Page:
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Mathis' offense has its defenders

Mathis' offense has its defenders

Mathis' offense has its defenders
TEMPE, Ariz. -- Darren Oliver is embarking on his 18th Major League season, a Texas Rangers bullpen anchor who has worked for seven other big league clubs. His knowledge and wisdom are unquestioned inside the game.

Always a voice of calm reason, the 40-year-old southpaw is something of an authority on catchers. He has worked with dozens of receivers over the years, all sizes, shapes, nationalities and attitudes.

Very few, he will tell you without qualification, have measured up to Jeff Mathis.

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"My locker was next to Jeff's in Anaheim," Oliver, an Angels reliever for three seasons before joining the Rangers for a third stint, said on Wednesday at Surprise Stadium. "I got to know him well. I think he learned some things from me, and I learned some things from him. He's a smart guy, a take-control kind of catcher. He's a good athlete, and he called a good game, to me.

"I really enjoyed working with him, and I know the other pitchers felt the same way. He had a rough time last year, breaking his wrist [two weeks into the season], not playing the way he can. He carried us in the playoffs [in 2009] with his bat. If he can do that under that kind of pressure, it tells me he can hit if he just relaxes and plays the game. I'll take him, any time.

"I think it's going to click for him one of these years and he's going to take off from there. He could be an All-Star catcher. No doubt in my mind."

This, no doubt, will generate expressions of disbelief accompanied by howls of protest from the many Mathis detractors who point to his .199 career batting average in 333 games and insist he is a liability no matter how good he might be defensively.

Mathis, in his customary manner, is quietly going about his business this spring.

"I'm just trying to concentrate on what I'm doing and playing with a free mind, not letting anything bother me," he said. "It's the same attitude I've always taken to Spring Training. I'm here to try to win a job. Nothing is handed to you in this game.

"I feel good. The wrist is healed. I just have to stay healthy and perform the way I can."

His best friend, Mike Napoli, has moved to Texas, an American League West rival, to team up with Oliver and another former Angels reliever, Darren O'Day.

"I'm pulling for Jeff to have a good year, show everybody the kind of player he is," Napoli said. "I don't think anyone realizes how tough it was for him last year trying to come back from a fractured [right] wrist. That affects everything you do as a catcher and a hitter.

"When everything was good, and we were winning, everyone loved him. The guy gets hurt, and everyone gets all over him. I saw him this winter. We hit in the cage [at Mathis' Florida home], and he looked awesome. He was sitting back a little more on his back side. I think he's going to have a good year."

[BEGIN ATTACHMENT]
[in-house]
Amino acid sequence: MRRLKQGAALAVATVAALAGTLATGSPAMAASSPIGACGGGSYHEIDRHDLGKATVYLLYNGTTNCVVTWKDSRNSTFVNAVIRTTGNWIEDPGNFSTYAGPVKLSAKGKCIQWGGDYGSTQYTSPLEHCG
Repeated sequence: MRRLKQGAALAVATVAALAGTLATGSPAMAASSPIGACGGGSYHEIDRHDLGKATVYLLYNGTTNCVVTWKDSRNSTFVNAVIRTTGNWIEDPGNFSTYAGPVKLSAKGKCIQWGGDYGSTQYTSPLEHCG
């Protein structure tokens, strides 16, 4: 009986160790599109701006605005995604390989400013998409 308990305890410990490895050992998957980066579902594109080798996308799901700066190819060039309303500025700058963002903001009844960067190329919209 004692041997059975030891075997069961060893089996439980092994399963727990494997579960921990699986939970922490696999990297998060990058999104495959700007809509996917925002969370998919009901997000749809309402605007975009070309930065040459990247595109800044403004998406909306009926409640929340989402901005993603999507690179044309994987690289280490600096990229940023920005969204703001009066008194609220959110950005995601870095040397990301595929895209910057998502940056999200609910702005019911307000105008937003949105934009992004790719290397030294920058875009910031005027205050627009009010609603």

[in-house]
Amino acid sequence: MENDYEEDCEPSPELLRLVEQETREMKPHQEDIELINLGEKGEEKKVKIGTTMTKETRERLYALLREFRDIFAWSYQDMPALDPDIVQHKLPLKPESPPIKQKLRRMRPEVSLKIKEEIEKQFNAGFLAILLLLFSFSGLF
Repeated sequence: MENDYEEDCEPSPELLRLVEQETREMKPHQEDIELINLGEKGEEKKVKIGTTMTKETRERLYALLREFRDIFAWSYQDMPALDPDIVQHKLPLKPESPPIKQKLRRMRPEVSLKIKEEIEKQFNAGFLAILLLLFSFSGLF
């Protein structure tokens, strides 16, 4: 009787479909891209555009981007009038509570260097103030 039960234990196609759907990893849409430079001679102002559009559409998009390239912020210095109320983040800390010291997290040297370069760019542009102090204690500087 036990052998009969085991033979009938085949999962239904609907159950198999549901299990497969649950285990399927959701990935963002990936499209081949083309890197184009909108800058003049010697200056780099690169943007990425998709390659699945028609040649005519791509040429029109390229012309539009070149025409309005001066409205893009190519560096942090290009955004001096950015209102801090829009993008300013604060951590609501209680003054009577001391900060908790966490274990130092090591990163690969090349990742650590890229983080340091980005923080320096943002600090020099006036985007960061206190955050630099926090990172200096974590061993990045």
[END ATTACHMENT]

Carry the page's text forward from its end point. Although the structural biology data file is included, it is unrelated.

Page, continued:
In terms of experience, Mathis seems the logical candidate to assume the No. 1 job with the Angels after basically sharing it with Napoli the past four seasons. But Bobby Wilson and Hank Conger also have designs on the position, and manager Mike Scioscia is holding judgment.

"He knows he has to bring more offense," Scioscia said. "On the defensive end, he's an important piece to give guys out there in our rotation. As far as what he's done on the defensive end, that's critical.

"If Bobby and Hank can match that defensive end, there's obviously more pressure on Jeff to match that offensive presence. He has more potential. I think he's better than a .200 hitter. He understands he has to move forward."

In the 2009 postseason referenced by Oliver, facing the Red Sox and the Yankees, Mathis was 8-for-15 (.538) with five doubles. His 11th inning walk-off double claimed Game 3 of the American League Championship Series against New York.

A .276 Minor League hitter in 681 games, he was hitting .324 and riding a 10-game hitting streak last April when he fractured the wrist trying to block a pitch in the dirt. He never regained his stroke when he came back two months later, finishing at .195.

"There are times during the season when he got hit and hit like he did [in the 2009 postseason]," Scioscia said. "He's capable of going on runs like in the playoffs."

Conger is a switch-hitter with power and discipline, and Wilson is a contact hitter with the ability to reach the seats on occasion. They will be pushing Mathis, a man they respect a great deal.

"We've learned a lot from watching Jeff and Nap," Wilson said. "We're all here trying to show what we can do and win jobs."

Scioscia is raising the bar for Mathis, who is hitting .333 through three spring games. That is clear in the boss' bottom-line statement: "The competition level for his position has risen."

In other words, Mathis needs to carry an October attitude -- competitive juices flowing, his focus sharp and narrow -- through March and into April and beyond.

Lyle Spencer is a reporter for MLB.com. This story was not subject to the approval of Major League Baseball or its clubs.

{"content":["spring_training" ] }
{"content":["spring_training" ] }